UPMC McKeesport certified a primary stroke center
It was a typical day for Sally Martin. She had just cut some flowers from her garden when they suddenly fell out of her hand. She wasn't sure where she was.
She was dizzy and having difficulty walking. She managed to call 911, but had a hard time seeing the numbers. When she tried to talk, her speech was slurred. She was having a stroke.
Because time is vital in treating a stroke patient, emergency medical personnel took her to UPMC McKeesport, the nearest primary stroke center.
Until May 31, though, the nearest such facility was in Pittsburgh.
“We went through the Joint Commission stroke survey on May 1 and we were awarded advanced certification as a primary stroke center on May 31,” said Chris Rozanski, stroke coordinator at UPMC McKeesport, where about 15-20 stroke patients are treated each week.
Stroke medicine director Edward Mistler said, when EMS respond to a stroke call, “they want to go to a primary stroke center and the ambulance takes them there. But time equals brain and patients in this area were losing valuable time because they were going to other hospitals.”
To receive the two-year certification, UPMC McKeesport met national standards that include having a comprehensive stroke-focused program with stroke care-trained staff, patient involvement in their hospital care plans, coordination of patient self-care after leaving the hospital, and stroke care based on recommendations of the Brain Attack Coalition and guidelines published by the American Heart Association/American Stroke Association.
Other criteria include a streamlined flow of patient information, overall hospital performance data and use of data to assess and improve the quality of care for stroke patients.
Deborah Vehec, director on the step-down unit, said the staff on designated stroke units — the critical care unit, the step-down unit and the emergency department — have been specially trained.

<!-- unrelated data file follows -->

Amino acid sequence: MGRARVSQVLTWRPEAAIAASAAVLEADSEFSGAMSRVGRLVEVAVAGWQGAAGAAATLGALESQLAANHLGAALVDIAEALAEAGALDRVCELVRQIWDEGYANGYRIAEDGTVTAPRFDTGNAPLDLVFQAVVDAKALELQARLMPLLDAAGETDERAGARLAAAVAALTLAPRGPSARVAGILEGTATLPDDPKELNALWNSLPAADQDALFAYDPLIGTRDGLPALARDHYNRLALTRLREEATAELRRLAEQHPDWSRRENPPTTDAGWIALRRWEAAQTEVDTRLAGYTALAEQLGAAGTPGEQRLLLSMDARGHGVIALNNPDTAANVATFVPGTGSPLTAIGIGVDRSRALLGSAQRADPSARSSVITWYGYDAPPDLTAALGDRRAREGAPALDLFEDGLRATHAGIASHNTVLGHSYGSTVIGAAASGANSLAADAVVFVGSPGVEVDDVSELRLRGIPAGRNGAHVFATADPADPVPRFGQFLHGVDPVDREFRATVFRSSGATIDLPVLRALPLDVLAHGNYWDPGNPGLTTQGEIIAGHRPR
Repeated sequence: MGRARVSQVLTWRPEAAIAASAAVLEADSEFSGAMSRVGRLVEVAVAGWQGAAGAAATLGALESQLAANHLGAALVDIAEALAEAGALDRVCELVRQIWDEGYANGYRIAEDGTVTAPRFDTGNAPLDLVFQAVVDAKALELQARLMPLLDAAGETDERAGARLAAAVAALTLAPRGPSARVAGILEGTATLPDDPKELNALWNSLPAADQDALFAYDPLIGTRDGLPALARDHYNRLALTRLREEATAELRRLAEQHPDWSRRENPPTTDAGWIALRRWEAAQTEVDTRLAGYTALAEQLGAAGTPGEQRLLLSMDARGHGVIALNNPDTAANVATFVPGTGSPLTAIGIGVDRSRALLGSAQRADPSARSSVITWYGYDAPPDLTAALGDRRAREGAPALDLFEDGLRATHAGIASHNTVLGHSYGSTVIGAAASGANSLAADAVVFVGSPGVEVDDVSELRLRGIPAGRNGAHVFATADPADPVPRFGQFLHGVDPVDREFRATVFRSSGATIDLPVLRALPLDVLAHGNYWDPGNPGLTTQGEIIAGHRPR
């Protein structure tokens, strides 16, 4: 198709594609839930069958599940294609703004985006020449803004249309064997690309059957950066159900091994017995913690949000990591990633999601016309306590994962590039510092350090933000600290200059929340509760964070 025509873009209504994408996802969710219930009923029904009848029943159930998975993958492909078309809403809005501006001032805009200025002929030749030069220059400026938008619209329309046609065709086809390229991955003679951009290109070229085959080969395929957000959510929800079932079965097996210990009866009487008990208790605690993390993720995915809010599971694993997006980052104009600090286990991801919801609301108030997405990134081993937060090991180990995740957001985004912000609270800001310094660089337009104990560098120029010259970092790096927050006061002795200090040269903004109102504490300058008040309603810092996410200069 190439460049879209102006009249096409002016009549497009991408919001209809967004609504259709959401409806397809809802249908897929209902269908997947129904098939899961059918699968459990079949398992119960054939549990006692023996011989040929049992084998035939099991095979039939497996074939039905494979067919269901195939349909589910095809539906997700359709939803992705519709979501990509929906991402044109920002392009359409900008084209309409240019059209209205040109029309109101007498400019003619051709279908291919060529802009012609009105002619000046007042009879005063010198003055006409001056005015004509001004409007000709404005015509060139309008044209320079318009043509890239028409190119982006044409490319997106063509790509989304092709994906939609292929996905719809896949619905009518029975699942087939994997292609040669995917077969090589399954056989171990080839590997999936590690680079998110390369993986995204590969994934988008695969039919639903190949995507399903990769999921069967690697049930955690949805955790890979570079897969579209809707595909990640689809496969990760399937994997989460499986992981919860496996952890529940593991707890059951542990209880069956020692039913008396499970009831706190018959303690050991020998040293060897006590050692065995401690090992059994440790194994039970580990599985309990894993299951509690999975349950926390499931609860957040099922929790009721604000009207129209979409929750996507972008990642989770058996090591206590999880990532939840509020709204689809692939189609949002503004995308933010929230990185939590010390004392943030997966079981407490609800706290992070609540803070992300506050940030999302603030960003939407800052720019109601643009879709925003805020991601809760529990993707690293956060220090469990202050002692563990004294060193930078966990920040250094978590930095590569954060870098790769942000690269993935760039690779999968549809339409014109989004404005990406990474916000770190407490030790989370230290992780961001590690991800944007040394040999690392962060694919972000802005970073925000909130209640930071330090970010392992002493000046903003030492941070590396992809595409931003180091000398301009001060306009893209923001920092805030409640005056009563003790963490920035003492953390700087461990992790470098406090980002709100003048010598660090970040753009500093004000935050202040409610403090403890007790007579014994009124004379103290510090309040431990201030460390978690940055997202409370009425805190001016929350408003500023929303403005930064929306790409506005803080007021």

“A lot of our staff has been educated to quickly recognize the signs and symptoms of a possible stroke,” she said.
The AHA/ASA reports that stroke is one of the leading causes of death and serious long-term disability in the United States. A stroke occurs when one of the arteries to the brain is blocked or bursts. That results in lack of blood flow and the brain starts to die.
Care as soon as possible after symptoms appear is crucial, Mistler said.
“In the first 3 1⁄2 hours, there is a lot we can do,” Mistler emphasized. “After four hours there are still a lot of things we can do and six hours after the onset of symptoms there are some we can do. After that, there is not much we can do for acute stroke, but there is a lot we can do to prevent the next one.”
Cheryl Abbot, director of quality at the hospital, said UPMC McKeesport has been providing “excellent state-of-the-art stroke care for a long time and we are still providing the same level of care. The difference is we are now recognized as a primary stroke center.”
When a stroke patient arrives at the hospital, physicians have 24-hour access to specialists at the UPMC Stroke Institute in Pittsburgh, who offer a higher level of treatment and care to patients without the necessity of them being transported to Pittsburgh. A multidisciplinary team of specialists in emergency medicine, vascular neurology, physical medicine and rehabilitation work together to diagnose and determine the most appropriate care.